This also includes letting others in your household know when you’ll be having a meeting and need the extra quiet time. If you have children, try to set them up with an activity or another adult in your home to occupy them while you’re on your call. Close your door to reduce outside noise and, if need be, mute yourself when you are not talking during the meeting.

Understand the Tech Basics

Some of you may not be used to working from your home and, therefore, not as adept with the conferencing technology. Whether it’s Zoom, Google Hangouts, GoToMeeting or some other web service, take some time before your meeting to understand how to turn your camera on, share your screen, use the microphone and mute yourself.

If you’re unfamiliar with the meeting software, have a practice meeting with a friend or colleague before a real one with customers, prospects and the like to familiarize yourself with the features and find the ones you’ll need most.

Keep Your Meeting’s Focus on Track

Whether they’re in-person or virtual, meetings of any kind run the risk of getting off-topic. Start your meeting by reminding all attendees of the purpose of the call, how much time you’ve all dedicated to meeting and providing an agenda of all that needs to be covered in that time.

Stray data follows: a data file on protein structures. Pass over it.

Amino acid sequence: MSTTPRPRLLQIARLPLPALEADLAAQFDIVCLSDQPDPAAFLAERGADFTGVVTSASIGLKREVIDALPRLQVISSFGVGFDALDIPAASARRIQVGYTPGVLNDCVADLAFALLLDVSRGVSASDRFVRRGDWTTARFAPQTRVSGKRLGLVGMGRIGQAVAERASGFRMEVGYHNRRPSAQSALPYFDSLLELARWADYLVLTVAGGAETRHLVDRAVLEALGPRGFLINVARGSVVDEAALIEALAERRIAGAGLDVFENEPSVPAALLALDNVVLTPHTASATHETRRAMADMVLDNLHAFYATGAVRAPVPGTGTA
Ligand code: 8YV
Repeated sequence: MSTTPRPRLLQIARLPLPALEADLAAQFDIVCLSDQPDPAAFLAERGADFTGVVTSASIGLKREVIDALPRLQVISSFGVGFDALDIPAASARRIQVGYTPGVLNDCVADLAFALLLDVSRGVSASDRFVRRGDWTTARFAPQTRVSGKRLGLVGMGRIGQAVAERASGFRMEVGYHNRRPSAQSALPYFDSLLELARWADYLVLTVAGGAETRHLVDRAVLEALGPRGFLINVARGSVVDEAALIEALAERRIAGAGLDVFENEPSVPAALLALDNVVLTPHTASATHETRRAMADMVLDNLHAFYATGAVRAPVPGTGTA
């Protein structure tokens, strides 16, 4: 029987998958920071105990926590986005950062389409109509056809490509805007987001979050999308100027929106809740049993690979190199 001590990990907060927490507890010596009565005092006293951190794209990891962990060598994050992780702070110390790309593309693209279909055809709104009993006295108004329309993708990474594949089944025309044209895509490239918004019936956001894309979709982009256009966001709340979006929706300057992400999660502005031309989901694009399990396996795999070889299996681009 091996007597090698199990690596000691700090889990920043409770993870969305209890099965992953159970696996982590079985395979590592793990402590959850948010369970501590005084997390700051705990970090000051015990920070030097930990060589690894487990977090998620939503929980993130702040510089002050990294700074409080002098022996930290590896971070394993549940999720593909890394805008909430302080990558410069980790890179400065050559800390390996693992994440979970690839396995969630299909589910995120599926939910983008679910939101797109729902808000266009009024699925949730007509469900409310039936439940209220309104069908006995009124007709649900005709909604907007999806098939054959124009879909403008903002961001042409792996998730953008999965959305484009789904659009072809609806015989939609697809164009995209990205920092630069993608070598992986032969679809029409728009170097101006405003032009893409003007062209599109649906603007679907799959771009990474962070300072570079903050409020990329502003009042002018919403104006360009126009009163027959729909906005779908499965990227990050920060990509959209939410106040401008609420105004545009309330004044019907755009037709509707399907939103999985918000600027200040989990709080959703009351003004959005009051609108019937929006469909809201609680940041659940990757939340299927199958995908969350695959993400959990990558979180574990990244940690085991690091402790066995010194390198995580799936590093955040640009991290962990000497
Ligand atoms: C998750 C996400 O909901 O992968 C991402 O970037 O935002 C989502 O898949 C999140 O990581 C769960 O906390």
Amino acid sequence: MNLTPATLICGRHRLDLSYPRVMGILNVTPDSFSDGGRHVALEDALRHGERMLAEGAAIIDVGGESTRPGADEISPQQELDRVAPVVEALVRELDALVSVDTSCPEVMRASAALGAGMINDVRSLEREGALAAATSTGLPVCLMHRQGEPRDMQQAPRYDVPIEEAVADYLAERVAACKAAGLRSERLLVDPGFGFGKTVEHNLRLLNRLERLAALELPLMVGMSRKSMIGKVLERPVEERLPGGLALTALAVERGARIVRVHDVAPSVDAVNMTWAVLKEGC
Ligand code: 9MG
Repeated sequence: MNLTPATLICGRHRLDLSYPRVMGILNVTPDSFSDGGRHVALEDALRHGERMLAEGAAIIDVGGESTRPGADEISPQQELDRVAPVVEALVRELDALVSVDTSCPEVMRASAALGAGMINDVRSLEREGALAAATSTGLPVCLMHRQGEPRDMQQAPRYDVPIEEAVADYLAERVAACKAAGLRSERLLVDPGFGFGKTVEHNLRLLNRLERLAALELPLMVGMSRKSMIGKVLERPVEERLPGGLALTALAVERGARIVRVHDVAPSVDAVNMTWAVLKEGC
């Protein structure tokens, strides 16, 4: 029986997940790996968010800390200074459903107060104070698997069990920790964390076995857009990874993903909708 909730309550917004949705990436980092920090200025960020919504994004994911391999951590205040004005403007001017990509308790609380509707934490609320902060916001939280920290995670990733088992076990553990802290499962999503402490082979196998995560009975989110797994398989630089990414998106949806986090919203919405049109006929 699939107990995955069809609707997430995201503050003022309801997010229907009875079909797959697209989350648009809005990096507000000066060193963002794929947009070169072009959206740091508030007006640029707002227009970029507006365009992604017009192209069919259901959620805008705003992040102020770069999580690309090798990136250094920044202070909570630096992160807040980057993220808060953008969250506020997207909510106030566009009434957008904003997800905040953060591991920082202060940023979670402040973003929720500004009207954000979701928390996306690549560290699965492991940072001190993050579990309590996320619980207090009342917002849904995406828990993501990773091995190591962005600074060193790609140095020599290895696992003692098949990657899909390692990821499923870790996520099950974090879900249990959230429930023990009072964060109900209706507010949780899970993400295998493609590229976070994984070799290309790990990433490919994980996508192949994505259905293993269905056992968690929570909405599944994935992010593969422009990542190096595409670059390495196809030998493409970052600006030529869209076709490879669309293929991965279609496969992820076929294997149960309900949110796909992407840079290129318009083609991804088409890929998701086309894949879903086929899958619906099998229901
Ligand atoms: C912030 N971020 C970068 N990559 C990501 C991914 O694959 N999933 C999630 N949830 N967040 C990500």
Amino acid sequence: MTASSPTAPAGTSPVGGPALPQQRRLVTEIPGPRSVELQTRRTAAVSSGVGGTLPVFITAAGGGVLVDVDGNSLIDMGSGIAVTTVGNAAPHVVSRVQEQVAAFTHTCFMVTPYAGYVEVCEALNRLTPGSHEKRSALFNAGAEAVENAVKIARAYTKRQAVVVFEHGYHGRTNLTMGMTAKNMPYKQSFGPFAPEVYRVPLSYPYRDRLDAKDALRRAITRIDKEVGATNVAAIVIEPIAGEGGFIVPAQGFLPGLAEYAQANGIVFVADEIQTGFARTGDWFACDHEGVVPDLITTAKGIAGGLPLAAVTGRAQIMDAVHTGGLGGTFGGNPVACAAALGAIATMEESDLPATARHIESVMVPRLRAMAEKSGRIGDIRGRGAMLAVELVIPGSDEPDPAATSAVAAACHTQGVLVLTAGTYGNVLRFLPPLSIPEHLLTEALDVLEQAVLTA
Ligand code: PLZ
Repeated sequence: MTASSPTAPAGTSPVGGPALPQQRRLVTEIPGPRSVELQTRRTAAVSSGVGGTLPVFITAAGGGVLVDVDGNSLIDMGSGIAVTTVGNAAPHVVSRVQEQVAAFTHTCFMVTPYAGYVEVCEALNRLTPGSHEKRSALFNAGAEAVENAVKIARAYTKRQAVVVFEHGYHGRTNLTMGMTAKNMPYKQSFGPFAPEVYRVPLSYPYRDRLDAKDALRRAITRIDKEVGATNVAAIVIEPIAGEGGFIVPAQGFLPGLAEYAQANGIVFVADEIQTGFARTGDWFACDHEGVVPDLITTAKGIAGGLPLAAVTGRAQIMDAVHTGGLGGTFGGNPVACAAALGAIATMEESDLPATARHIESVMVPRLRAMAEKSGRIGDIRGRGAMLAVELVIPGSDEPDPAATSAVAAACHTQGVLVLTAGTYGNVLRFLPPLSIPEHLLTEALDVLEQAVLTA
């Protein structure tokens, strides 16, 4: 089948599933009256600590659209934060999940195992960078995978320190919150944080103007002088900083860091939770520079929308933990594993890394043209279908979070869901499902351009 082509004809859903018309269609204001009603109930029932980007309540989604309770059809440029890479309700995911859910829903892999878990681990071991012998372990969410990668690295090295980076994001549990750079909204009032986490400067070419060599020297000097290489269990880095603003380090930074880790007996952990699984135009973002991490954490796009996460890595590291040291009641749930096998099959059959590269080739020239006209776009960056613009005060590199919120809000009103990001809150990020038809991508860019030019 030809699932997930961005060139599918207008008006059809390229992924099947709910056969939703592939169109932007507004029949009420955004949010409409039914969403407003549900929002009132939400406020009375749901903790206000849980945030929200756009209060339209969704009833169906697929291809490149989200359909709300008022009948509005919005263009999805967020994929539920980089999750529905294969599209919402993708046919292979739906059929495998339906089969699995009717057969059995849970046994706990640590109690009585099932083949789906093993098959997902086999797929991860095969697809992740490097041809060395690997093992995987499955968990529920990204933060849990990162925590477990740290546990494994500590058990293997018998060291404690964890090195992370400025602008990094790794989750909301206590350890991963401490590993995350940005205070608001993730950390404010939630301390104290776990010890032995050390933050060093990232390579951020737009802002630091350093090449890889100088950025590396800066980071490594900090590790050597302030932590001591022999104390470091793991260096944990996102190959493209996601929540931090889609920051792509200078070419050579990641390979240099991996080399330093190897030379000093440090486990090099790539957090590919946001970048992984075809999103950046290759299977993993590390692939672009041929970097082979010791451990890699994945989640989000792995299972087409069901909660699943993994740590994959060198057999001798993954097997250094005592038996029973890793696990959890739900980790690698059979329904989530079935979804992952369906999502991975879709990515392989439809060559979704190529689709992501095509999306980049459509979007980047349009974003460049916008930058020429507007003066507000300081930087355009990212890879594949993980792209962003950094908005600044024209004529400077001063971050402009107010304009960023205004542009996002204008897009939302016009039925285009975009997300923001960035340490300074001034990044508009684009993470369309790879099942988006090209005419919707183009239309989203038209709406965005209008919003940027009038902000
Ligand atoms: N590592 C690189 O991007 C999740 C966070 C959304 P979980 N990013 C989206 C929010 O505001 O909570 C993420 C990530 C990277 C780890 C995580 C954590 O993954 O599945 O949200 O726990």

The lack of face-to-face interaction when you’re used to having that can prompt some to spend too much time on small talk, so make sure you keep everyone on task. To help with this, double-check your invite before sending it out and only invite those who are most critical to the conversation, and plan to fill in others when necessary.

Don’t Forget, Isolation Has Many Effects

Working from home, even if you’re used to doing it on occasion, as a new full-time reality will be tough. You will start to recognize the small things you don’t have anymore, in particular the regular human interaction with others. Take time to call colleagues when possible, rather than chatting or emailing. When you do, make sure to ask how they’re doing. Making a little bit of time for that human connection can really help you get through your day.

Here are a few more quick tips you can take with you into your conference calls to make them successful:

  • Dress as though you were going into the office.
  • Make eye contact with the camera, to help others feel more like you’re having an actual conversation.
  • Mute other notifications and close out of your email to avoid distractions that would keep the meeting from being your main focus.

This time period will pass, and we will get through it together. It will take some adjustments, but with a little understanding and patience on all sides, you can still conduct business successfully.

Working with Kuno

Lara Nour Eddine
The Author

Lara Nour Eddine

With years of experience as a brand journalist, Lara shifted roles within Kuno to manage client relationships as an account manager. She puts her storytelling skills to use from her journalism days to help develop a big-picture strategy for clients and to execute tactics that best achieve results. Lara has worked in journalism and public relations. She also serves as an adjunct professor.